The Equal Employment Opportunity Commission (EEOC) is paying close attention to the issue of age discrimination and to the many challenges facing the Age Discrimination in Employment Act (ADEA) 50 years after its enactment. On June 14, 2017, the EEOC launched its commemoration of the ADEA’s 50th Anniversary during its Commission meeting in Washington D.C. As part of this commemoration, the EEOC is focusing on the state of the ADEA today and the challenges it faces for the future. Among the EEOC’s concerns is the fact that Courts have been taking a narrow view of the ADEA, therefore limiting its impact.
The ADEA makes it illegal for employers to discriminate against workers over the age of 40 because of their age. It was signed into law in December 1967. According to the EEOC’s acting chair, Victoria Lipnic, ambiguities in the text of the ADEA have led courts to weaken safeguards for older workers relative to workers in other protected groups, including protected groups under Title VII, which prohibits discrimination on the basis of race, sex, religion or national origin. For example, in a recent Eleventh Circuit Court of Appeals (covering Alabama, Georgia, and Florida) decision, the Court ruled that job applicants cannot sue for disparate impact discrimination under ADEA because they are not employees. Specifically, the Court ruled that an ADEA provision allowing workers to sue over a policy affecting their status as employees applies only to current workers and not applicants. The court noted that this is in contrast with explicit language in Title VII allowing applicants to sue for disparate impact. The Eleventh Circuit decision rejected the EEOC’s longstanding position that the ADEA allows older job applicants, who feel they have been unfairly passed over because of a hiring policy, to sue.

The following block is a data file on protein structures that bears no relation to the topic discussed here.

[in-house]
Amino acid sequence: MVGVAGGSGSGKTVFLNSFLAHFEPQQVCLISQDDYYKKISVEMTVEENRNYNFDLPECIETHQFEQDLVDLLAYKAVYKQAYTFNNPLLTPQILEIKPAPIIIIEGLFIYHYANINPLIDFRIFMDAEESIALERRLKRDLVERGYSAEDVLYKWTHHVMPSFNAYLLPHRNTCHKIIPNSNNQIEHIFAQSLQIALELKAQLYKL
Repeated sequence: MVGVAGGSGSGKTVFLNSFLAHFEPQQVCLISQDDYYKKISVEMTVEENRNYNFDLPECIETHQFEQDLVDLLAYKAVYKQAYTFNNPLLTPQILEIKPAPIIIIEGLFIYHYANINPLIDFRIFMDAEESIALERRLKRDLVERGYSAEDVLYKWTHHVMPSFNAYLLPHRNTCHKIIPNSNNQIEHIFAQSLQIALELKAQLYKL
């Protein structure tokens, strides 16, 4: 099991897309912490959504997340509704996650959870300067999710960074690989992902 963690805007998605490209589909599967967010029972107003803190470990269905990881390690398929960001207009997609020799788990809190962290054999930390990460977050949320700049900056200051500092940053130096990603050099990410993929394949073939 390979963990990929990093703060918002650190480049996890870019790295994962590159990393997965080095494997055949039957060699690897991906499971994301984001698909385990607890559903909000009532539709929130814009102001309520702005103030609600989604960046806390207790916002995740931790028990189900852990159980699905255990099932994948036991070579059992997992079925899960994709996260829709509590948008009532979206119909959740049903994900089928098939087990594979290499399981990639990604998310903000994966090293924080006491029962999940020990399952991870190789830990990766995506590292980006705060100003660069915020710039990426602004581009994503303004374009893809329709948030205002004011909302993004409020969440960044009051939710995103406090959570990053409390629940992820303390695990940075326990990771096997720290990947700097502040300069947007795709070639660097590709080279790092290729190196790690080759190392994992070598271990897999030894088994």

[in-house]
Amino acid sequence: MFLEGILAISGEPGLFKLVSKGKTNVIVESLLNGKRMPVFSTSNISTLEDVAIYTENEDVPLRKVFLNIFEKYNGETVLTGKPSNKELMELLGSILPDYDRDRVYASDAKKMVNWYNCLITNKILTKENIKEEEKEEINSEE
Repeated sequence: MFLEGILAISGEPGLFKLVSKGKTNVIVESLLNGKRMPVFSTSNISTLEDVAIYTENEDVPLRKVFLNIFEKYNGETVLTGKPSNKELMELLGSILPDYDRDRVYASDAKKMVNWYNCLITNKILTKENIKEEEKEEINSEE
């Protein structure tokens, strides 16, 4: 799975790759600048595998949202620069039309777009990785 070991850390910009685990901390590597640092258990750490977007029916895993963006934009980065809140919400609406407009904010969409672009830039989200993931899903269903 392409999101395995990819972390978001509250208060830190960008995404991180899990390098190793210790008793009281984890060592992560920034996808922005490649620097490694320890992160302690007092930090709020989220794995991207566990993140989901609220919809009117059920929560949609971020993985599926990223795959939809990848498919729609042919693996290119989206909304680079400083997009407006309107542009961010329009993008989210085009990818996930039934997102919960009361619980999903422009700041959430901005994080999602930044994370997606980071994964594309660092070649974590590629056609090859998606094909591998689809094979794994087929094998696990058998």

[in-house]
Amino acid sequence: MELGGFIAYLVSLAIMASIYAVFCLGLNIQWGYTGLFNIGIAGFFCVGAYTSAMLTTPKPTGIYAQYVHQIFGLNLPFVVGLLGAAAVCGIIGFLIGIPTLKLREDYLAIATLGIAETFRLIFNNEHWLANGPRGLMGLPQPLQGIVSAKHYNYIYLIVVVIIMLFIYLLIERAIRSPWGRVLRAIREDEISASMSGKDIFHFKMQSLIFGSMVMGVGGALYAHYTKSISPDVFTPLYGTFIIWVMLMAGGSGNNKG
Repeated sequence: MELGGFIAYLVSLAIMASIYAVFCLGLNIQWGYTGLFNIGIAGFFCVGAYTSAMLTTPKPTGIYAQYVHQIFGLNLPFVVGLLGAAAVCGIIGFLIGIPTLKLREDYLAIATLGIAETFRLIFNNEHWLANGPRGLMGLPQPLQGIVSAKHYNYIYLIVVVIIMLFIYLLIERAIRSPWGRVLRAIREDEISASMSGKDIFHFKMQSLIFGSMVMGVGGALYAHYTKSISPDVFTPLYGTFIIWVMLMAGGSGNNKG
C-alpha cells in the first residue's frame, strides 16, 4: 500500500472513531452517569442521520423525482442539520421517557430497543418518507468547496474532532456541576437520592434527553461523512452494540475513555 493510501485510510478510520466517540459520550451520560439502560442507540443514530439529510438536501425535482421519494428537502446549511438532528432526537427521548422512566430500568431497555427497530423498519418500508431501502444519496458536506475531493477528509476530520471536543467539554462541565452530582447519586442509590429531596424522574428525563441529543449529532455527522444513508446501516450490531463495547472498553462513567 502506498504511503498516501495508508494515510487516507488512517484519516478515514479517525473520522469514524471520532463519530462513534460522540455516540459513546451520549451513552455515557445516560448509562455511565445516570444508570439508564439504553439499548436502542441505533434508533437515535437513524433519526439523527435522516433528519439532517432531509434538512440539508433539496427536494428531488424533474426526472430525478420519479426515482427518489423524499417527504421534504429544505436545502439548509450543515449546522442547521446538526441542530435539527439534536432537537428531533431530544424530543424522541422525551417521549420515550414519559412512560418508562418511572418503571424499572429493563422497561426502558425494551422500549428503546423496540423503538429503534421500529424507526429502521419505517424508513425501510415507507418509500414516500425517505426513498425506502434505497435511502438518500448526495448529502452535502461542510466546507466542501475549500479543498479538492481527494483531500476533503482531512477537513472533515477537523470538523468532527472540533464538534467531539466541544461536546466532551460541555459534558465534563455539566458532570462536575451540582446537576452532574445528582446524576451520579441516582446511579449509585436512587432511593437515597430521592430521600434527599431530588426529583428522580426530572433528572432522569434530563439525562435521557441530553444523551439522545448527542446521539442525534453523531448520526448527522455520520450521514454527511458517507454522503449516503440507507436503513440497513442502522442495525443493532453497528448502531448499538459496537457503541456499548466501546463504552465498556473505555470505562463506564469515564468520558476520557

Similarly, a 2009 U.S. Supreme Court decision made it more difficult for workers to prove an ADEA claim than a Title VII claim. The Supreme Court held that workers bringing a claim under the ADEA must show they would not have been hit with an adverse action at work “but for” their age to prove their claim. In contrast, workers alleging a claim under Title VII must only show their protected characteristic was a motivating factor.
These judicial decisions, among others, have led the EEOC to voice concerns that there are barriers to age discrimination claims that do not exist for other types of bias. Although it is too soon to know for sure, the EEOC’s focus on the challenges facing the ADEA may lead to Congressional involvement in addressing the ambiguities in the text of the Act. In light of the growing number of older workers in the work force, changes to the ADEA would have widespread impact. Employers should, therefore, keep the ADEA on their radar.